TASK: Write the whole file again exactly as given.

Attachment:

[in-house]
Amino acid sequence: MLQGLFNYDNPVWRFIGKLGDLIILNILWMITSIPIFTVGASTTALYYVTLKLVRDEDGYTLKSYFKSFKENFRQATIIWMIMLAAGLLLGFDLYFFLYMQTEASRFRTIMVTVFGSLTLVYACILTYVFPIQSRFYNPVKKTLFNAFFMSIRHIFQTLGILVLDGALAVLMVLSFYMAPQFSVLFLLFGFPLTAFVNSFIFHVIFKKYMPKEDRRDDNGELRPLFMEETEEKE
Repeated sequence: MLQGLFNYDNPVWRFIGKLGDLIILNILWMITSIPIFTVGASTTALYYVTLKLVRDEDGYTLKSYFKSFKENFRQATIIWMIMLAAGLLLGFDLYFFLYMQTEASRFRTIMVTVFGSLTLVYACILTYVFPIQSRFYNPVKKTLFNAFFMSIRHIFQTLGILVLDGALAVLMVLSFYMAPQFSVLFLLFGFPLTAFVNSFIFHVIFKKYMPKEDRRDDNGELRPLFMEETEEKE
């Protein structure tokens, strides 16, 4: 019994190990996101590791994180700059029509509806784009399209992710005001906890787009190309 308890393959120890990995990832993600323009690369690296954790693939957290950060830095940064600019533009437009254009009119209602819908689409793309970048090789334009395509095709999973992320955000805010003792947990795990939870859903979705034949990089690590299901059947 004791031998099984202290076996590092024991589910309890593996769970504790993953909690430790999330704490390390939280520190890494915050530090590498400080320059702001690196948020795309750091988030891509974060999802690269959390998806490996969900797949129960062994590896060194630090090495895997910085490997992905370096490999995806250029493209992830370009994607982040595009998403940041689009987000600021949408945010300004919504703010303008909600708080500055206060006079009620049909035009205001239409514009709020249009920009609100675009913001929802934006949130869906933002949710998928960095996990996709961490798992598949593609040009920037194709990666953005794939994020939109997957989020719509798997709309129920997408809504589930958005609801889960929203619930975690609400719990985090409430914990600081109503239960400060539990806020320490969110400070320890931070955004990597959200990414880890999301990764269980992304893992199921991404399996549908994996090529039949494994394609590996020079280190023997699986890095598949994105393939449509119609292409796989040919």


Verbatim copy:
[in-house]
Amino acid sequence: MLQGLFNYDNPVWRFIGKLGDLIILNILWMITSIPIFTVGASTTALYYVTLKLVRDEDGYTLKSYFKSFKENFRQATIIWMIMLAAGLLLGFDLYFFLYMQTEASRFRTIMVTVFGSLTLVYACILTYVFPIQSRFYNPVKKTLFNAFFMSIRHIFQTLGILVLDGALAVLMVLSFYMAPQFSVLFLLFGFPLTAFVNSFIFHVIFKKYMPKEDRRDDNGELRPLFMEETEEKE
Repeated sequence: MLQGLFNYDNPVWRFIGKLGDLIILNILWMITSIPIFTVGASTTALYYVTLKLVRDEDGYTLKSYFKSFKENFRQATIIWMIMLAAGLLLGFDLYFFLYMQTEASRFRTIMVTVFGSLTLVYACILTYVFPIQSRFYNPVKKTLFNAFFMSIRHIFQTLGILVLDGALAVLMVLSFYMAPQFSVLFLLFGFPLTAFVNSFIFHVIFKKYMPKEDRRDDNGELRPLFMEETEEKE
């Protein structure tokens, strides 16, 4: 019994190990996101590791994180700059029509509806784009399209992710005001906890787009190309 308890393959120890990995990832993600323009690369690296954790693939957290950060830095940064600019533009437009254009009119209602819908689409793309970048090789334009395509095709999973992320955000805010003792947990795990939870859903979705034949990089690590299901059947 004791031998099984202290076996590092024991589910309890593996769970504790993953909690430790999330704490390390939280520190890494915050530090590498400080320059702001690196948020795309750091988030891509974060999802690269959390998806490996969900797949129960062994590896060194630090090495895997910085490997992905370096490999995806250029493209992830370009994607982040595009998403940041689009987000600021949408945010300004919504703010303008909600708080500055206060006079009620049909035009205001239409514009709020249009920009609100675009913001929802934006949130869906933002949710998928960095996990996709961490798992598949593609040009920037194709990666953005794939994020939109997957989020719509798997709309129920997408809504589930958005609801889960929203619930975690609400719990985090409430914990600081109503239960400060539990806020320490969110400070320890931070955004990597959200990414880890999301990764269980992304893992199921991404399996549908994996090529039949494994394609590996020079280190023997699986890095598949994105393939449509119609292409796989040919």